A stroll along the canal d’Yvette in the small town of St-Rémy-lès-Chevreuse. The narrow canal was cut in the Middle Ages to take water from the river Yvette to power a corn mill but the local inhabitants soon found plenty of other uses for this convenient watercourse, which runs parallel with the town’s main street. Over the centuries the canal supplied horse troughs, a public laundry and private wash houses at the upstream end with hemp works and tanneries further downstream.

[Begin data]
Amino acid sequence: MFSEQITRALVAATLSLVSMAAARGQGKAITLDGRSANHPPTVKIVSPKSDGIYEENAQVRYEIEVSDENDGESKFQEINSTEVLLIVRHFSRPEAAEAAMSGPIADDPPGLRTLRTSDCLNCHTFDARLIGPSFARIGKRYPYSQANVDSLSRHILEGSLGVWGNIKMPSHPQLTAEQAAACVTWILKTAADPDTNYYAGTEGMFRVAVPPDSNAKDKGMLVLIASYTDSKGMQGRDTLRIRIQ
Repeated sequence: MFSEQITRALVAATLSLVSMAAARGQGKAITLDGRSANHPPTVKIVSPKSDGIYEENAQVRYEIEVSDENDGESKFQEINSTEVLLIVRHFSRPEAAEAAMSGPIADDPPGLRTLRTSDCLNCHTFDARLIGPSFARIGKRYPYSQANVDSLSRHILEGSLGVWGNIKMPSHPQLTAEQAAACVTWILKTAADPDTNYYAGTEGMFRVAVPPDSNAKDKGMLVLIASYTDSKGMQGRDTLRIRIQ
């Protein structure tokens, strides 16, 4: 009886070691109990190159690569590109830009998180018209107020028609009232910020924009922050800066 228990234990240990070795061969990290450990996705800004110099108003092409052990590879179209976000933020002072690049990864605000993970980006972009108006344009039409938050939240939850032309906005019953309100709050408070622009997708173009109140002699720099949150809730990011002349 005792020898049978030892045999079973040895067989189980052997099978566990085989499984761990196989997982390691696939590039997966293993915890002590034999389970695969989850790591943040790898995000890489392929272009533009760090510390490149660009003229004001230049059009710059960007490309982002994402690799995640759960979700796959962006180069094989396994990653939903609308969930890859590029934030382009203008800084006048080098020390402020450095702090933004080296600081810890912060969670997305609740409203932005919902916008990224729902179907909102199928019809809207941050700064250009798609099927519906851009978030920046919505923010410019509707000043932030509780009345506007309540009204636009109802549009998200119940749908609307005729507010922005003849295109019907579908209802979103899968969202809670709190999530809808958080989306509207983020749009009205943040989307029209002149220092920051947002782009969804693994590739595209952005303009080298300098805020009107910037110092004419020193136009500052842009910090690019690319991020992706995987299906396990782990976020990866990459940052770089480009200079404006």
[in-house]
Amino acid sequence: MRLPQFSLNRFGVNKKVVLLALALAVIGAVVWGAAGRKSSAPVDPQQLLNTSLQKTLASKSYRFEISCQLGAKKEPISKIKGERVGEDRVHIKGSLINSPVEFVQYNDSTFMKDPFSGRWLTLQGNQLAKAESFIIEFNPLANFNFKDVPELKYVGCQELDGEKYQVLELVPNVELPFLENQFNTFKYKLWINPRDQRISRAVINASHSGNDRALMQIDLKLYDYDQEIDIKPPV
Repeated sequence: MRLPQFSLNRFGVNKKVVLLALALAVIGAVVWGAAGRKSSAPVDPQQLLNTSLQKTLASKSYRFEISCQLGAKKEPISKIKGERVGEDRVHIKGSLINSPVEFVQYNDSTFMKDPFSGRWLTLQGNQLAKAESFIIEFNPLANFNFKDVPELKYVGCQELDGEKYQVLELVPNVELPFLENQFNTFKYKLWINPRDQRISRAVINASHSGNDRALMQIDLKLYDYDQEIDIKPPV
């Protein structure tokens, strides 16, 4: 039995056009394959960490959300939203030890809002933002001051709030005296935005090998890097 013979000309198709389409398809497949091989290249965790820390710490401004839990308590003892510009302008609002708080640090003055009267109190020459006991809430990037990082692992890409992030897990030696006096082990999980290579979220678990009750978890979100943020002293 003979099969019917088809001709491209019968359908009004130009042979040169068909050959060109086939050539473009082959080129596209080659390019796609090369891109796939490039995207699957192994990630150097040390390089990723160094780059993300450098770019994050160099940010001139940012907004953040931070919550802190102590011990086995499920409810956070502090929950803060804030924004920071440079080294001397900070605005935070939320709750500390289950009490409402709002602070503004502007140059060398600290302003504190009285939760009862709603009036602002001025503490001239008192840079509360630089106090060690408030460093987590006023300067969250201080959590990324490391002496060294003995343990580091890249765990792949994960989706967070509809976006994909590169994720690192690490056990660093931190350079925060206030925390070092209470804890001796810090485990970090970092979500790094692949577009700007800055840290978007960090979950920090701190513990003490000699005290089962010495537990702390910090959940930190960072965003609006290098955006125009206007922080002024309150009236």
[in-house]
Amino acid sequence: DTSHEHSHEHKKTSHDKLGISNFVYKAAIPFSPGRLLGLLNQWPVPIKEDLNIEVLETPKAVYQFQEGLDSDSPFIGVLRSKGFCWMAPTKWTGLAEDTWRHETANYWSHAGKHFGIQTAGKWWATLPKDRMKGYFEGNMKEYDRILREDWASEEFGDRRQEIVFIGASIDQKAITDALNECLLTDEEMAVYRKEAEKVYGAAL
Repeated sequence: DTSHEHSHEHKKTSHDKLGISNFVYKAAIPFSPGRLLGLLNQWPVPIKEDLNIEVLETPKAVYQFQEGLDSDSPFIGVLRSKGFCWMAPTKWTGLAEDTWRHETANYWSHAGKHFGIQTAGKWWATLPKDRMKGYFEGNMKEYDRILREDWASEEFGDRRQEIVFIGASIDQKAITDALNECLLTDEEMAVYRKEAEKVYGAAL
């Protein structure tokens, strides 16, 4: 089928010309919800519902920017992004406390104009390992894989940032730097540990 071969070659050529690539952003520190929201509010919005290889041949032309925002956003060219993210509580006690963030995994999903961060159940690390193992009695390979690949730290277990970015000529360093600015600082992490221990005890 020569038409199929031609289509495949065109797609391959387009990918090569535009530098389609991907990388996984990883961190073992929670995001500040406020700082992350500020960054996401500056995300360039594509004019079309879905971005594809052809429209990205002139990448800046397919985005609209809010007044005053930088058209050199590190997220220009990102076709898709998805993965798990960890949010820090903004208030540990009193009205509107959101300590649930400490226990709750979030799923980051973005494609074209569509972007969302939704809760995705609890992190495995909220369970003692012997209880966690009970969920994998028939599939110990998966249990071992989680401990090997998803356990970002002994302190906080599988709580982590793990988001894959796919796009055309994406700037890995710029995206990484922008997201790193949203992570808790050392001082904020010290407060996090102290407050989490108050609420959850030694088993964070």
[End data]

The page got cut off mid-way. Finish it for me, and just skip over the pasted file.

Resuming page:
Many small bridges cross the canal, originally linking properties on the town side with their detached gardens on the opposite bank. Now that the soap suds and tannery waste are long gone the water is clean (though muddy) and the picturesque canal side footpath is promoted by the local council as the Promenade des Petits Ponts.
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A post for Thursday Doors.